Writeup for the Transformer challenge from VolgaCTF 2016 Quals

This is another challenge from the Volga CTF Quals 2016, involving an x64 ELF executable that encodes files. Our objective is to recover the clear text data from the encrypted file.

Here's the description for this challenge:

This binary does something with the data. The transformation must be reversible, but the details are unknown. It shouldn't be too difficult to reverse that transformation and obtain the flag, should it?

You can download the executable from the CTF Writeup repository on GitHub.

What I'm going to do in this writeup is simple:

  1. Reverse the algorithm. I will use IDA Pro, but you can also use radare2.
  2. Write a compatible encoder in C++.
  3. Invert the transformation and implement decoding functionality.

For starters, you may have noticed that this executable does not like to be run inside a debugger; you can easily pinpoint where the anti-debugger check is performed by setting a breakpoint to the exit() function.

We could have choosen to hook the ptrace() function and disable this check by using the LD_PRELOAD environment variable, but the code at address 401074 would have prevented us from being able to do it. What we really want to remove instead is the debugger protection and to be honest it's easier to just patch the program. It's not required if you don't plan on stepping through the code or if you don't mind skipping it manually with a breakpoint each time you start the program.

Now that we got rid of the protection, let's take a look at the caller.

If you played the previous level (named Broken) you will remember that the init() function had been patched to remove a function call that was required for the algorithm to work as intended; this challenge is no exception and you will have to fix the instruction located at address 004019F8. Again, the function we need to call can be found inside the second array.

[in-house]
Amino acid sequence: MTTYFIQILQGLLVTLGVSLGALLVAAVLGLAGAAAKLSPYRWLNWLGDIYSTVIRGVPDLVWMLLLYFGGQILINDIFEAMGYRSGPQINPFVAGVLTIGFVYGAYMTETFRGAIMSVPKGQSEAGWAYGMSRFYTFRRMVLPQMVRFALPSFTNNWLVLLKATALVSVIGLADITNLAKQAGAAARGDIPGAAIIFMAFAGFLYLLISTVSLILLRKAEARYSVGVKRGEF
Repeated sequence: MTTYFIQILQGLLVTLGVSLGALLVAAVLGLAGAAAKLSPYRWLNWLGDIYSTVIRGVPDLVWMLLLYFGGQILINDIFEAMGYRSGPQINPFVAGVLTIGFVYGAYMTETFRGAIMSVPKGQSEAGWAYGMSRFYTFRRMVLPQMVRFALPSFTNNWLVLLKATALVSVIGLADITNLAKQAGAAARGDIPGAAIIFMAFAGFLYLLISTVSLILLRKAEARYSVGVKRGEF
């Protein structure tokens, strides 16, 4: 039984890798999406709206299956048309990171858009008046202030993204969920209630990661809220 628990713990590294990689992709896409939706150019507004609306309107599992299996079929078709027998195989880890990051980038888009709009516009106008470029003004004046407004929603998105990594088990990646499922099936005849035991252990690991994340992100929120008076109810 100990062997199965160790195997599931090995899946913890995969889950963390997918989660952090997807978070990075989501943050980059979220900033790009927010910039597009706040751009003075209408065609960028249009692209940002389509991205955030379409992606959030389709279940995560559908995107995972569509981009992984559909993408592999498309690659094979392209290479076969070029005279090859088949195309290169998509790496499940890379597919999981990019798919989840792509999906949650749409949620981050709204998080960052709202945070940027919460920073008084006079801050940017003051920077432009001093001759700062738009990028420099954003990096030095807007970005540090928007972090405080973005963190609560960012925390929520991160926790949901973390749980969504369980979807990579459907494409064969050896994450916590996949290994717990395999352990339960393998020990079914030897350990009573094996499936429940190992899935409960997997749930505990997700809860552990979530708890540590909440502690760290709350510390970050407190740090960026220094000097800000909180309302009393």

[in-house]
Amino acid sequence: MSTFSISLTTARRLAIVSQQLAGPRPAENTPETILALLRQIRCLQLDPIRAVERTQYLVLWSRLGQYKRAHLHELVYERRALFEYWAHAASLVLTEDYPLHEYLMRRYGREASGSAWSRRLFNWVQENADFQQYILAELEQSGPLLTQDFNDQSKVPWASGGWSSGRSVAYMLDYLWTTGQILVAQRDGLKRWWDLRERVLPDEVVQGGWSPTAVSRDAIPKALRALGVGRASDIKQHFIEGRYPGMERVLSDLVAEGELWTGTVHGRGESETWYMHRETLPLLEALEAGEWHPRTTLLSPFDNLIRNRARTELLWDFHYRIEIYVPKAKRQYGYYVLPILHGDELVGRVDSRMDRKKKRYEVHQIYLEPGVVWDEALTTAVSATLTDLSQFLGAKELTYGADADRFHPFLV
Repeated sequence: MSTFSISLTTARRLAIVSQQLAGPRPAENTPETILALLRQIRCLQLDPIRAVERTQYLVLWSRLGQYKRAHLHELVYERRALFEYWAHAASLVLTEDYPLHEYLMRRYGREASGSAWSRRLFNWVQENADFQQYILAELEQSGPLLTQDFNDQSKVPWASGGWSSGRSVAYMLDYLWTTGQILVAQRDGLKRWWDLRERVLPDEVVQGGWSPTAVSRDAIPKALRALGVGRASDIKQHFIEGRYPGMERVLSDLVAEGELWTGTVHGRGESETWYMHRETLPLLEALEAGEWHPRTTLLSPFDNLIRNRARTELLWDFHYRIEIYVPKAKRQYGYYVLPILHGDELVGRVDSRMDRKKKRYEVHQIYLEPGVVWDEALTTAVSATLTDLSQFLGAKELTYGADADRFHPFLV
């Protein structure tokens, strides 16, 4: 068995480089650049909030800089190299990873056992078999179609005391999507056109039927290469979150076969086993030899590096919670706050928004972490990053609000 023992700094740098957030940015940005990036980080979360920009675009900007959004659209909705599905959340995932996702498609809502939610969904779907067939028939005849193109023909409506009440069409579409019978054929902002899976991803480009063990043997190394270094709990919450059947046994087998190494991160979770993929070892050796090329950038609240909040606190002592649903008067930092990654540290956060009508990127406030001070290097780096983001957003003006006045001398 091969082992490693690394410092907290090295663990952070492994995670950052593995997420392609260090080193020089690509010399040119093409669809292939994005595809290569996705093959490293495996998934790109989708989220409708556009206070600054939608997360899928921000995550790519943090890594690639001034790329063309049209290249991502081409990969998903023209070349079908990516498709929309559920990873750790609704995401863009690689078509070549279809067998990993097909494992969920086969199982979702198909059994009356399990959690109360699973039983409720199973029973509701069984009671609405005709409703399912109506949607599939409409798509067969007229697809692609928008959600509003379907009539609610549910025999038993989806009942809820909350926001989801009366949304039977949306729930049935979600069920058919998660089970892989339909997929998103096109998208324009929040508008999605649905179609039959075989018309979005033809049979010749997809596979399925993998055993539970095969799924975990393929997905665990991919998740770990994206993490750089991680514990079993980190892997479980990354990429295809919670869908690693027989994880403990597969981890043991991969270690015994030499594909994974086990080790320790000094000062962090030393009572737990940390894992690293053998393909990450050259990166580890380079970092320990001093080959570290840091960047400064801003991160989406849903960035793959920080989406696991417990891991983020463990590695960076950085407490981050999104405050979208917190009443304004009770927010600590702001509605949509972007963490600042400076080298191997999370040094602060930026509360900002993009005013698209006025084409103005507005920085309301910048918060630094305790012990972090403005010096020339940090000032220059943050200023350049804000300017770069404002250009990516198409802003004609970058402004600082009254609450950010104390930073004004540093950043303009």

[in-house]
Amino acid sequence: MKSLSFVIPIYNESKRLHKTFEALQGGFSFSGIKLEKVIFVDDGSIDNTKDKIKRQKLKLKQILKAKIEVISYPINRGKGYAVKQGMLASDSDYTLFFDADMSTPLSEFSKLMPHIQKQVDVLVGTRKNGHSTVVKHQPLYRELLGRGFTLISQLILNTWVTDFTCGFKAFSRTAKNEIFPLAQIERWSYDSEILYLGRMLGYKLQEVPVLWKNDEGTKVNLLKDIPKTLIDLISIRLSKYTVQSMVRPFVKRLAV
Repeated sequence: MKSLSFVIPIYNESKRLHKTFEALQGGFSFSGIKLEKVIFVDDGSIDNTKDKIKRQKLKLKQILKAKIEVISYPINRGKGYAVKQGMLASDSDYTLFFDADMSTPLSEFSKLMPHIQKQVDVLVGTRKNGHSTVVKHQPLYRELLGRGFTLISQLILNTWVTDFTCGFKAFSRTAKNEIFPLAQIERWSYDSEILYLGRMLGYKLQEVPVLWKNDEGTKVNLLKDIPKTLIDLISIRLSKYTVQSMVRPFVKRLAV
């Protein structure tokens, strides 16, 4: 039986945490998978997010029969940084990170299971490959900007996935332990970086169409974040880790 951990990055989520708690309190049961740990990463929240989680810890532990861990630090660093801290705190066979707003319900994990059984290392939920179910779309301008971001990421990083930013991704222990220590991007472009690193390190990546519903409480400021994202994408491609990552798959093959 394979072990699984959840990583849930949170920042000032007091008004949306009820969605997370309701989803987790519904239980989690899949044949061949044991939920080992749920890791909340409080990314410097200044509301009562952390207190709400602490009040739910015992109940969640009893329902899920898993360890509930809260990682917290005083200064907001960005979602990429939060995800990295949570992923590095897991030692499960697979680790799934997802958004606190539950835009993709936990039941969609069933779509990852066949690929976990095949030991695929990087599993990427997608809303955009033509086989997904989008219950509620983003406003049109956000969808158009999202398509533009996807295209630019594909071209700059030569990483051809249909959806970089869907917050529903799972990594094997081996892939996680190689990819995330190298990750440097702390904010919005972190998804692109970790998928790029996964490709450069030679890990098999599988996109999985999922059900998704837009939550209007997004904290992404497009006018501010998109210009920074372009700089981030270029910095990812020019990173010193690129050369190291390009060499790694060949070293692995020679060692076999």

There's not much else to say about the rest of the functions referenced here; they're just used for initialization and we don't really care to analyze them, provided that we take a memory snapshot once it's done. Let's see how the rest of the program works; it's pretty long, so I will use annotated pseudo-code to illustrate its internals.

// 004010B0
int main(int argc, char *argv[])
    // 004010d0
    if (argc != 3)
        return 0;

    const char *input_file_path = argv[1];
    const char *output_file_path = argv[2];

    // 0040111a
    std::fstream input_file(input_file_path);

    // 00401135
    std::fstream output_file(output_file_path);

    // 004011c5
    input_file.seekg(0, std::ios_base::end);

    // 004011d2
    std::streamsize file_size = input_file.tellg();

    // 004011ee
    input_file.seekg(0, std::ios_base::beg);

    // 004011fa
    std::uint8_t *buffer = new std::uint8_t[file_size];

    // 0040121D
    input_file.read(buffer, file_size);

    // we don't care much about the following function, as it doesn't touch
    // our buffer in any way. Take a memory snapshot after this call

    // 0040122C
    call sub_401932;

    // this is what we need to analyze

    // 0040123A
    call sub_401836;

    // 00401248
    output_file.write(buffer, file_size);

    return 0;

// 00401836
void sub_401836(uint8_t *input_buffer, uint8_t *output_buffer, uint32_t buffer_size)
    // rdi = input_buffer
    // rsi = output_buffer
    // rdx = buffer_size

    // an xmmword is 16 bytes long; this function encodes one block
    // at a time by calling sub_40179e

    // 00401860
    rdx = shr rdx, 0x04;

    // 00401870
    if (rdx == 0)

        // 00401877
        xmm0 = *rdi;

        // 0040187b
        call sub_40179e;

        // 00401880
        *rsi = xmm0;

        // 00401884
        rdi += 0x10;

        // 00401888
        rsi += 0x10;

        // 0040188c
    } while (rdx != 0); // 00401864

    // 0040189f

// 0040179e
void sub_40179e()
    // this is the real encoding function; it's nothing too fancy
    // and you can easily invert each transformation by performing
    // the same operations in reverse order

    // 004017ac
    xmm7 = xmm0;

    // 004017c8
    xmm0 = xmmword_602128;

    // 004017d1
    pxor xmm7, xmm0;